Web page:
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Potential risks to the environment have become considerably more prominent in the investigation of hazardous waste sites. The paradigm for conducting risk assessment, as articulated by the National Research Council, is geared primarily towards the assessment of potentially adverse health in humans. Subsequent detailed guidance published by the Environmental Protection Agency has also focused on the protection of the human health. In spite of the scientific complexity, potentially high costs of conducting ecological risk assessments, and lack of regulatory guidance, a relatively straightforward method for assessing ecological risks at hazardous waste sites has been developed. The method comprises a series of phases including a preliminary phase to gather information and formulate problems and three active phases. The active phases include (1) risk screening to estimate risk to keystone ecological receptors through an ecological toxicity quotient method; (2) initial investigations that may include field or laboratory work to assess the health of the community of exposed receptors through activities that may entail collection and analysis of tissue samples, bioassays, bioavailability studies or, if needed, a biodiversity study; and (3) detailed investigations that determine the potential adverse effects of contamination over several life cycles of the species of concern through population studies or studies of the life history-habitat requirements of given species. The method is designed to encourage evaluation of the results at the end of each phase so that remedial decisions can be made as expeditiously as possible. The entire three phases need not be completed in many cases.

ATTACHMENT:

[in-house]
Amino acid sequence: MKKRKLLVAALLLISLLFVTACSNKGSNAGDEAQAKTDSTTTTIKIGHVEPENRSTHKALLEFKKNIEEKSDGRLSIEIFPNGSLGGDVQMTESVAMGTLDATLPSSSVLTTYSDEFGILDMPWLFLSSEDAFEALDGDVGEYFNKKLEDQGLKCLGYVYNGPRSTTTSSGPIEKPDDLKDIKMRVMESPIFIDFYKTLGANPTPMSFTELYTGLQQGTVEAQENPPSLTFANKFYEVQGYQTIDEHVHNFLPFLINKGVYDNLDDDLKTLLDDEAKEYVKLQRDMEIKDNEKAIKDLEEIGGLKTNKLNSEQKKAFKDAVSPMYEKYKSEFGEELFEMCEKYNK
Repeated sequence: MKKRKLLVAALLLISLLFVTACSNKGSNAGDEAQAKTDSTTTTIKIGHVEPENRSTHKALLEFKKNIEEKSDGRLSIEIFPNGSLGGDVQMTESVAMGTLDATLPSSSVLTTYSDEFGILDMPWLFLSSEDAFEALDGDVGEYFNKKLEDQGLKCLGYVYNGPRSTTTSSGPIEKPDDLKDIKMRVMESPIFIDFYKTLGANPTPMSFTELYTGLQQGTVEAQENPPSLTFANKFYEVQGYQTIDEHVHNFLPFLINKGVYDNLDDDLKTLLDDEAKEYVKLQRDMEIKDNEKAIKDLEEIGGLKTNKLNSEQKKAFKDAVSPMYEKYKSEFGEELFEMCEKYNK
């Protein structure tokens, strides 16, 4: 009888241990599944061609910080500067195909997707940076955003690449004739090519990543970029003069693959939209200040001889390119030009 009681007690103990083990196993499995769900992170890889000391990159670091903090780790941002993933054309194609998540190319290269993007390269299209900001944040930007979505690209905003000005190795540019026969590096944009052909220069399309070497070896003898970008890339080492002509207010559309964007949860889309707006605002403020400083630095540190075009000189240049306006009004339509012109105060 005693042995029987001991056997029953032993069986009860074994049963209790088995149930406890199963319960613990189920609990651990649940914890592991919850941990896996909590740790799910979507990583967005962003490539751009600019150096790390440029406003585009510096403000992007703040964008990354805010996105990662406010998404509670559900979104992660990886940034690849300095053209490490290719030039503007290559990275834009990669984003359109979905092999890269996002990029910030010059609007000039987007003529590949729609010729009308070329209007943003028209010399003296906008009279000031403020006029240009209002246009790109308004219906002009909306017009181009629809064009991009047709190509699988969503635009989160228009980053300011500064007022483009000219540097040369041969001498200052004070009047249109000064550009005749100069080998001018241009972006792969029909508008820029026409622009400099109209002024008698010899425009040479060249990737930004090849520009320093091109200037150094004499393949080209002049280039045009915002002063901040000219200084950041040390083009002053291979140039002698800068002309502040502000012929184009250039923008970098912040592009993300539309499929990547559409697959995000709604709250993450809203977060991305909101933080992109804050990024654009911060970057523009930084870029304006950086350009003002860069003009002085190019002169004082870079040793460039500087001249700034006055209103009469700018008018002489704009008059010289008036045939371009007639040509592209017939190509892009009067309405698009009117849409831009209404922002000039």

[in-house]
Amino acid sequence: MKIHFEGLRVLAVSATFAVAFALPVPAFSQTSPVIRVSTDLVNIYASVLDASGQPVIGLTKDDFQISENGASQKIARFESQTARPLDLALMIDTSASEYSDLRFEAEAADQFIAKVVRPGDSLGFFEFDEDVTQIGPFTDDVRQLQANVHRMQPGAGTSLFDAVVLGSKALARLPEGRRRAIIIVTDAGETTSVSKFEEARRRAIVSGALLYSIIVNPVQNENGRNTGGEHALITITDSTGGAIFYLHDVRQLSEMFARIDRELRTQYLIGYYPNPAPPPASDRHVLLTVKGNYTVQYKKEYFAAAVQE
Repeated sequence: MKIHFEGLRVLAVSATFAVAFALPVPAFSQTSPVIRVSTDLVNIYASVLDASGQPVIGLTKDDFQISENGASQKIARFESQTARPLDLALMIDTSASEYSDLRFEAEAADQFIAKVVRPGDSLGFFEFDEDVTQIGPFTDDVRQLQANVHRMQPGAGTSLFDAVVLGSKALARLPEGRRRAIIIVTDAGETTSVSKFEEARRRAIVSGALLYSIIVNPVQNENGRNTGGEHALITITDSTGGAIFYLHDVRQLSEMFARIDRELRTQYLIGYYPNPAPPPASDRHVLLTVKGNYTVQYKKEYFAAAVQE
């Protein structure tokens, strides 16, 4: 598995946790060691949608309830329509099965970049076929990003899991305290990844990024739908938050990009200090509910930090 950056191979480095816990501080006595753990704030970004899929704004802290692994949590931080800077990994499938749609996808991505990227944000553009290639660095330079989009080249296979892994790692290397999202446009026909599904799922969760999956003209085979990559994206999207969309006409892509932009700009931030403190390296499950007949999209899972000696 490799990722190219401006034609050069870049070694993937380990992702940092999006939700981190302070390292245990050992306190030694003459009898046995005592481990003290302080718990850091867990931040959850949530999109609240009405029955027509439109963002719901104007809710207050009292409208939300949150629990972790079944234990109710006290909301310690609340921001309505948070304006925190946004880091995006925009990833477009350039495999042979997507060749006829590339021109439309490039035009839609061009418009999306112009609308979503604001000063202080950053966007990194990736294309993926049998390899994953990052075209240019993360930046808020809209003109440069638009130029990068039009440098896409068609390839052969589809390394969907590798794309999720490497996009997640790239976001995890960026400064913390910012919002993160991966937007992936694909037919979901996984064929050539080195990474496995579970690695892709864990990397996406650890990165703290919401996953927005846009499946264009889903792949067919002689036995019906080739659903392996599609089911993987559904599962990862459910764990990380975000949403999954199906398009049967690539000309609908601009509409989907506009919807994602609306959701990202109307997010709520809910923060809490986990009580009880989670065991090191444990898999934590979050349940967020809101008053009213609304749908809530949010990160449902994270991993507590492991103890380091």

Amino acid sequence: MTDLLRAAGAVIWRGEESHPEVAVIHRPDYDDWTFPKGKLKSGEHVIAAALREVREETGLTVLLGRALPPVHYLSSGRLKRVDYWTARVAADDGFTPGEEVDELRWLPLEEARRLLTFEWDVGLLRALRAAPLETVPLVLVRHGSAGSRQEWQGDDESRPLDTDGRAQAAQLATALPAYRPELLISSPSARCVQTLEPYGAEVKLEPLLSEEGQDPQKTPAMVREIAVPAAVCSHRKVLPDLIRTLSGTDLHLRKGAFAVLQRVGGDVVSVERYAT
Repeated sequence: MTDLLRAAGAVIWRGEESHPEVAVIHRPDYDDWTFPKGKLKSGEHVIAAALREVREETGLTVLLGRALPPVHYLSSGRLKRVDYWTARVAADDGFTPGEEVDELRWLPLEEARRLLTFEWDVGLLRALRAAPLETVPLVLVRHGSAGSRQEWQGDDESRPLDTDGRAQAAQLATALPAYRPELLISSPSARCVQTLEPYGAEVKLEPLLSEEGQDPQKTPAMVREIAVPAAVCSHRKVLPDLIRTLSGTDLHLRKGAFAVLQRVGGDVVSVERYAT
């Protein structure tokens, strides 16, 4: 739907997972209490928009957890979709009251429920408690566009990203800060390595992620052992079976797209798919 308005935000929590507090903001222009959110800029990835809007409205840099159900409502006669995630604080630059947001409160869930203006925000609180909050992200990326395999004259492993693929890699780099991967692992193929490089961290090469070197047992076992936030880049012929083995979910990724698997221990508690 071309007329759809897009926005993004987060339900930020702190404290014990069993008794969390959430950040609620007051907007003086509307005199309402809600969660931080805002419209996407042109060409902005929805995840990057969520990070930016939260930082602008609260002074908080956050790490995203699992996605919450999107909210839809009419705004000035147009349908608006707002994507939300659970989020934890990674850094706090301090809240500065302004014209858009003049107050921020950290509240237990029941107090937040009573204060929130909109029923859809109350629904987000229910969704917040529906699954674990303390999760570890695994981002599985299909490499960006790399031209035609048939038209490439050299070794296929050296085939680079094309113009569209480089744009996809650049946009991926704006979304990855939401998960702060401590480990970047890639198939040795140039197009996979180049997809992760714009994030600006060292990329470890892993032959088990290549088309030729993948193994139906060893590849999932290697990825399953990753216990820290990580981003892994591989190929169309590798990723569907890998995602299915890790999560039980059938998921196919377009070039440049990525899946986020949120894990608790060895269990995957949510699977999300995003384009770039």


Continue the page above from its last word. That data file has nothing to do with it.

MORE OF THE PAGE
Ecological risk assessment, ecotoxicology, hazard evaluation, terrestrial wildlife, regulatory toxicology, environmental contamination
Principal Scientist, Center for Environment, Resources and Space, The MITRE Corporation, McLean, VA